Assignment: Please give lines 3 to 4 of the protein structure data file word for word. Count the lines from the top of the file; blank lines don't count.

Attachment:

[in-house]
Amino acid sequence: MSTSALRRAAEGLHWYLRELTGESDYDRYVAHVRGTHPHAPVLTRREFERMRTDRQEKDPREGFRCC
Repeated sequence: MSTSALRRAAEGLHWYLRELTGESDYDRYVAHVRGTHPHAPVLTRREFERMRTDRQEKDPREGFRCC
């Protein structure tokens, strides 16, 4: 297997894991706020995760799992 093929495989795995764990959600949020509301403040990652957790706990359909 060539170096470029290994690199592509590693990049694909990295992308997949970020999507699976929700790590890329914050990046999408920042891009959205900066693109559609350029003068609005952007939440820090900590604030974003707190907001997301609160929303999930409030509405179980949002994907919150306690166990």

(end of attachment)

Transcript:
Repeated sequence: MSTSALRRAAEGLHWYLRELTGESDYDRYVAHVRGTHPHAPVLTRREFERMRTDRQEKDPREGFRCC
């Protein structure tokens, strides 16, 4: 297997894991706020995760799992 093929495989795995764990959600949020509301403040990652957790706990359909 060539170096470029290994690199592509590693990049694909990295992308997949970020999507699976929700790590890329914050990046999408920042891009959205900066693109559609350029003068609005952007939440820090900590604030974003707190907001997301609160929303999930409030509405179980949002994907919150306690166990």